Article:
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China officials reject criticism of new Hong Kong security law

Hong Kong authorities last month enacted the financial hubs’s second national security law, which expanded on legislation Beijing imposed four years ago to quell dissent after massive democracy protests in 2019 were quashed.

china 1HONG KONG: Top Beijing officials in charge of Hong Kong affairs on Monday lashed out at critics of the city’s new national security law, calling them “mantises and flies”.

Hong Kong authorities last month enacted the financial hubs’s second national security law, which expanded on legislation Beijing imposed four years ago to quell dissent after massive democracy protests in 2019 were quashed.

The two laws together punish nine categories of broadly-defined crimes — ranging from sedition and insurrection to foreign interference and theft of state secrets — with some carrying penalties of up to life imprisonment.

The latest law raised concerns over further infringement of human rights from the United Nations and several countries, including Britain , Australia, the United States and Canada.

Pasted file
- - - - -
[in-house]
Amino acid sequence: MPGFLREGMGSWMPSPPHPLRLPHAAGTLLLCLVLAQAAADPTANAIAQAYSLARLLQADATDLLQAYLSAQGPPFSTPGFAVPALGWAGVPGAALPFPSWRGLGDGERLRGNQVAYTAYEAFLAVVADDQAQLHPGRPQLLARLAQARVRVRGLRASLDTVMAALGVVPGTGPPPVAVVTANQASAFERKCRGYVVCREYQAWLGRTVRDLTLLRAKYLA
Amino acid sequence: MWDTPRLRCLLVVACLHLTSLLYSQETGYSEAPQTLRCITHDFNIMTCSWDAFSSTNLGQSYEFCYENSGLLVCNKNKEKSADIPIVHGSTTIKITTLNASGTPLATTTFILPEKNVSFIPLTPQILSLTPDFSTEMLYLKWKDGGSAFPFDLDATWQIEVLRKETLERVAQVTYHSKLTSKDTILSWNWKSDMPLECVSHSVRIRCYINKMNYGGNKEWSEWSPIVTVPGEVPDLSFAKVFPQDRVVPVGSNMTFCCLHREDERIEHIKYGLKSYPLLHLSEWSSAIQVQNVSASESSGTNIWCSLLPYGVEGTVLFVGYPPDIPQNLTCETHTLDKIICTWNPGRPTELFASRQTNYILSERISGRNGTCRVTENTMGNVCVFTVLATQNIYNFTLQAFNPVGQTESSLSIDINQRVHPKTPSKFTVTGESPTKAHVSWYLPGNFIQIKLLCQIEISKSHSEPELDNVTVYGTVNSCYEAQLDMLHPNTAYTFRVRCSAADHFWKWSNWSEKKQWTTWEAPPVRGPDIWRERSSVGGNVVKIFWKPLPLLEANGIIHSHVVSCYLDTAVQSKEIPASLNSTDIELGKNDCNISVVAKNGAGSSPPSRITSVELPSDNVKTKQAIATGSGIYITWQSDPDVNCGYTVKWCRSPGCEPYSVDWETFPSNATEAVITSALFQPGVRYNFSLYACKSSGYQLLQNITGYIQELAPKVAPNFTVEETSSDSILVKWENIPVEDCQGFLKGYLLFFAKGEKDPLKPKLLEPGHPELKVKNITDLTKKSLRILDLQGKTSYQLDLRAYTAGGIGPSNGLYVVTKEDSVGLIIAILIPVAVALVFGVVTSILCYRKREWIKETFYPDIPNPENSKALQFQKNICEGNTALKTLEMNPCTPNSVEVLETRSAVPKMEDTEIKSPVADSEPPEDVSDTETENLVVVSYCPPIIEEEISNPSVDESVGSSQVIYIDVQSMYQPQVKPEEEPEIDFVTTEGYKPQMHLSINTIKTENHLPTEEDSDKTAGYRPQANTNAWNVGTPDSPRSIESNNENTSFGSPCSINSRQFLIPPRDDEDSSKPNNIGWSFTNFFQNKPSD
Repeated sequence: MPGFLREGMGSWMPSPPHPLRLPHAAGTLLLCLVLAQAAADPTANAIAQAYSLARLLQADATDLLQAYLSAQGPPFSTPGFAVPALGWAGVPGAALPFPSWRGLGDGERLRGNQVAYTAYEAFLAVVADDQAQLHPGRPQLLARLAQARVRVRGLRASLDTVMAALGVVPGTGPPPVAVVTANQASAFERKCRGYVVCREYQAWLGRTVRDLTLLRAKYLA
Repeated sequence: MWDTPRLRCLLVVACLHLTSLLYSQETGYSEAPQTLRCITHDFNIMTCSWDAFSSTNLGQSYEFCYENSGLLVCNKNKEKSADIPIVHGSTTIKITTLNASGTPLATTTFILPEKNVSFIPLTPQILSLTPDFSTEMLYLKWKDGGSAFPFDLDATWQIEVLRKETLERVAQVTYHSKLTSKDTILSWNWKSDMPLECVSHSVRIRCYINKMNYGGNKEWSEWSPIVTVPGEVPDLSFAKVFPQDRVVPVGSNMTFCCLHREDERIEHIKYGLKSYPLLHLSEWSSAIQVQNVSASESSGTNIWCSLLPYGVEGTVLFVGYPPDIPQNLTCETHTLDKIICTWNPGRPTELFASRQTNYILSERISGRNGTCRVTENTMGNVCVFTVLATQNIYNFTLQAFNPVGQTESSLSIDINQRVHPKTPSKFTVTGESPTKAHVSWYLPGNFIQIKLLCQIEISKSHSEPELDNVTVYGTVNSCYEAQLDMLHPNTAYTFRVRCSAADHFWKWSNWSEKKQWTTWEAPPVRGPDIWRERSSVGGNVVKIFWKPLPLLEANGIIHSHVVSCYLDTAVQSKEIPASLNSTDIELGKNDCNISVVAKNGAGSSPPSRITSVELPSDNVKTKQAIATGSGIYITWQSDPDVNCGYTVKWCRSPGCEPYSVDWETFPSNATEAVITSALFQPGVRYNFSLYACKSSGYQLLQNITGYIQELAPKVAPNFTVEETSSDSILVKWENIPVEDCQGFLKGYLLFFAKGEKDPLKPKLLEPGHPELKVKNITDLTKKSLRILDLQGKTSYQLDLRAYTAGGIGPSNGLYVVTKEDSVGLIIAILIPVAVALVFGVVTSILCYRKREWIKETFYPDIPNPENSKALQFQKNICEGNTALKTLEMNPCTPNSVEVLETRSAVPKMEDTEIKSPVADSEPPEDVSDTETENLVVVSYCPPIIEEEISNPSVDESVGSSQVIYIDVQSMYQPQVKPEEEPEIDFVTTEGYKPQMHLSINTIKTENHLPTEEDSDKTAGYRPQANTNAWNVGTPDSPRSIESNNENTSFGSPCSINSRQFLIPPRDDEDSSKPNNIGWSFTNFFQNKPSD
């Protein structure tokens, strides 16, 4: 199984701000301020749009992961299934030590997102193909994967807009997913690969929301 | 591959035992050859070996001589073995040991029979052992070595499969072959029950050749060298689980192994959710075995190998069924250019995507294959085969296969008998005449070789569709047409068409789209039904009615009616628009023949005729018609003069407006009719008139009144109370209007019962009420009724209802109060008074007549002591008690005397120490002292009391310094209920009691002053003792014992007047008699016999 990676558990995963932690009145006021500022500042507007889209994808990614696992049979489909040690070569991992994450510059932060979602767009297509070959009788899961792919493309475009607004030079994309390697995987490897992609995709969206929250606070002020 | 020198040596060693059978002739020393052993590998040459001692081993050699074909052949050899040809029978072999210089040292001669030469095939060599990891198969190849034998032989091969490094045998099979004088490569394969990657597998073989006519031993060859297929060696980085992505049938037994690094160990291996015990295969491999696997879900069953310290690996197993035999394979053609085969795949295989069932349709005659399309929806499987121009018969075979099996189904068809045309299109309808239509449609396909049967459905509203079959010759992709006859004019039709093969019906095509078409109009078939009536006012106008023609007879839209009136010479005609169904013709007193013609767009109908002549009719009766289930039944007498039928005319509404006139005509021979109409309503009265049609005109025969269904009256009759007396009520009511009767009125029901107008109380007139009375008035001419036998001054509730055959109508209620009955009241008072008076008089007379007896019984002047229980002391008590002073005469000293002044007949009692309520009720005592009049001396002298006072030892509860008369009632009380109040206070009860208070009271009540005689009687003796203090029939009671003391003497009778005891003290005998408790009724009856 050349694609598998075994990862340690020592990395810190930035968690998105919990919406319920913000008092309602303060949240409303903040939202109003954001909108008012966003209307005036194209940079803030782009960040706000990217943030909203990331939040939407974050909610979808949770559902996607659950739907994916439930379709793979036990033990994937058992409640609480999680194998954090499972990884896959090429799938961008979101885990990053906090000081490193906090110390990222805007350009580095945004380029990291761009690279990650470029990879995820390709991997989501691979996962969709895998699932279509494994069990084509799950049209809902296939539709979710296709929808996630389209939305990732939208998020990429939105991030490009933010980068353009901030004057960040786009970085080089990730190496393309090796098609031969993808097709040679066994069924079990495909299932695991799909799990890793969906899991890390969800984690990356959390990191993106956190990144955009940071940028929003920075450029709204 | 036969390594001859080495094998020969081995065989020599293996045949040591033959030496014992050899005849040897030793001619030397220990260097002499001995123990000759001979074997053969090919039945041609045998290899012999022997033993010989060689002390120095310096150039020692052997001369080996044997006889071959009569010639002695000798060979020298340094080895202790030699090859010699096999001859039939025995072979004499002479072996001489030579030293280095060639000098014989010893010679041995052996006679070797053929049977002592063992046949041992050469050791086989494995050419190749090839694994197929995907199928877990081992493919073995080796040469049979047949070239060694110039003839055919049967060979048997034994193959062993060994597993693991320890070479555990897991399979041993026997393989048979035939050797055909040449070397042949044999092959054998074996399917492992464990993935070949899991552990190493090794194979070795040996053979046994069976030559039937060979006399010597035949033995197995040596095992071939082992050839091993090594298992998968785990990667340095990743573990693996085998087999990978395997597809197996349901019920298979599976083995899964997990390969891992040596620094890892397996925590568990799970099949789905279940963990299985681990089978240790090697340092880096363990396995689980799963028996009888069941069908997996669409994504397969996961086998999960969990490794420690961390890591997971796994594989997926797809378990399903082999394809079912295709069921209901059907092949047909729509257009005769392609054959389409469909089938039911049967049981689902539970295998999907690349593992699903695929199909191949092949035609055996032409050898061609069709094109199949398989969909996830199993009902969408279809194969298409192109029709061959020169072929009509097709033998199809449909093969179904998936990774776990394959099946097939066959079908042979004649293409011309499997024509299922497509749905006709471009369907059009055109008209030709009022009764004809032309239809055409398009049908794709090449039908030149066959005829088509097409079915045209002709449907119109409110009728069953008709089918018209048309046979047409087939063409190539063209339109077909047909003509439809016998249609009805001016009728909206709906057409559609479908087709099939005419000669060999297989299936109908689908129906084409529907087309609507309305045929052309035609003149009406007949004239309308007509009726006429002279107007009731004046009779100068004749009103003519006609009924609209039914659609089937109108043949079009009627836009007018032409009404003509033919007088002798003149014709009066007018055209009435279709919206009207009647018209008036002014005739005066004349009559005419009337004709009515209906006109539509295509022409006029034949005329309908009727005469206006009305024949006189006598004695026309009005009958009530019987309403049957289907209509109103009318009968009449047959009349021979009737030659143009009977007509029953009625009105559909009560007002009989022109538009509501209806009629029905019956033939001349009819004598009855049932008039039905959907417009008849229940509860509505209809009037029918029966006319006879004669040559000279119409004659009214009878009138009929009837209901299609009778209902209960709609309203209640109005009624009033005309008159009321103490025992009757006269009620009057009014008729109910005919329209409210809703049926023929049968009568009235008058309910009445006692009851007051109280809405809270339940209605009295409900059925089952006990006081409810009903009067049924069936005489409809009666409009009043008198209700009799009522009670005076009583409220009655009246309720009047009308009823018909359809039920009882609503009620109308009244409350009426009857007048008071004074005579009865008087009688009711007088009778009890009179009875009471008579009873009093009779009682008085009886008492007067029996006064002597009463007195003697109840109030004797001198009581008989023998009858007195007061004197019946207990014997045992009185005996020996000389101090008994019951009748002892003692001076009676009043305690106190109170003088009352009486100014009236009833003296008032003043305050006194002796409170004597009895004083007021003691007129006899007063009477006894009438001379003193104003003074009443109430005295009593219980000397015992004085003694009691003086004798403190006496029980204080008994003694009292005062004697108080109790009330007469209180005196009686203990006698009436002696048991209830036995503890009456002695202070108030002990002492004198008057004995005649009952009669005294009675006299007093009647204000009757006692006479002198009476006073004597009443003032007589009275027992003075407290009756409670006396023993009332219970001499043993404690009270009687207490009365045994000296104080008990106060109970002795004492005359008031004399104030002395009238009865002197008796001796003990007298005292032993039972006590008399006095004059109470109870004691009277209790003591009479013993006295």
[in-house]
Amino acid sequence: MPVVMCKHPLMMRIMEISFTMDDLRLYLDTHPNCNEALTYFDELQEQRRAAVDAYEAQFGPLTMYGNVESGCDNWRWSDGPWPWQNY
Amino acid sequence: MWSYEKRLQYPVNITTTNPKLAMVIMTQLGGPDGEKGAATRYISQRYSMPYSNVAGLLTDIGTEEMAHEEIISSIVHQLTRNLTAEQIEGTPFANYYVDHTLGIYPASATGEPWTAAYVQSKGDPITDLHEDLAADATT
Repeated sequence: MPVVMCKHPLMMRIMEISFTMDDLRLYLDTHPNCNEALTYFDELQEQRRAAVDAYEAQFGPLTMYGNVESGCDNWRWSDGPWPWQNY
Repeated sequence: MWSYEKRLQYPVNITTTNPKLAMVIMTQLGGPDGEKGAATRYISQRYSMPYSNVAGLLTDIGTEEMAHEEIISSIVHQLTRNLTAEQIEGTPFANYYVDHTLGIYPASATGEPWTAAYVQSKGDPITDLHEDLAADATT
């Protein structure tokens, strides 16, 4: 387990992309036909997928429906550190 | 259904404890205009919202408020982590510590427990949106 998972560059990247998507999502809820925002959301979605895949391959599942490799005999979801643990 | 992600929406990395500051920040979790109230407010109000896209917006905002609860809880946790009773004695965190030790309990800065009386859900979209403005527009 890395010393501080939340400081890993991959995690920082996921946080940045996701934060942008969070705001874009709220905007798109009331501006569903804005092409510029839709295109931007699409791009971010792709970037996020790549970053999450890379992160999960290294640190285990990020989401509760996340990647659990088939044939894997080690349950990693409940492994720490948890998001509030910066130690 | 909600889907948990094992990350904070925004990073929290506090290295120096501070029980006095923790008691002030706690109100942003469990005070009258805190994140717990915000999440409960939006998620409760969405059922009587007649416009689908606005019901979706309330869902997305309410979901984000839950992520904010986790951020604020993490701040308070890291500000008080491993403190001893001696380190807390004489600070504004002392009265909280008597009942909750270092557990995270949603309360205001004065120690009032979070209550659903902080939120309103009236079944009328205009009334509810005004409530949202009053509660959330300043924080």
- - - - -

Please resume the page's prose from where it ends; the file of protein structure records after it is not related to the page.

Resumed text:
It has also triggered discussions about Hong Kong’s prospects as it charts a sluggish economic recovery post-Covid, even though officials say the law will usher in stability and prosperity.

On Monday, during the city’s official celebration of China’s National Security Education Day, a top Beijing official said it would act as “a guardian angel” for global investors, “protecting their rights, freedom, assets and investments”.

“For an extremely small number of people who endanger national security, this law is an overhanging sharp sword,” said Xia Baolong, Beijing’s Hong Kong and Macau Affairs Office chief.

“Hong Kong’s development would not be stopped by a few mantises and flies,” he added in a speech from Beijing.

Speaking at the ceremony in Hong Kong, Zheng Yanxiong, Beijing’s liaison chief in the city, declared “tit-for-tat cognitive warfare” against critics of the law.

“Some ill-intentioned foreign forces have been bad-mouthing China and Hong Kong… and even some renowned Western media has joined the wagon of slandering and smearing,” Zheng said, adding “our only way to survive is to unite and fight”.

Hong Kong authorities have sent at least seven letters to several foreign media outlets since March, condemning them for “misleading” reports on the new law.

US news outlet Radio Free Asia announced last month it had closed its Hong Kong office, citing concerns about staff safety, while media watchdog Reporters Without Borders said last week a representative was denied entry into the city.

More than 290 people have been arrested, 174 charged and 114 convicted — most of them prominent pro-democracy politicians, activists, and journalists — since Beijing’s first security law was enacted.

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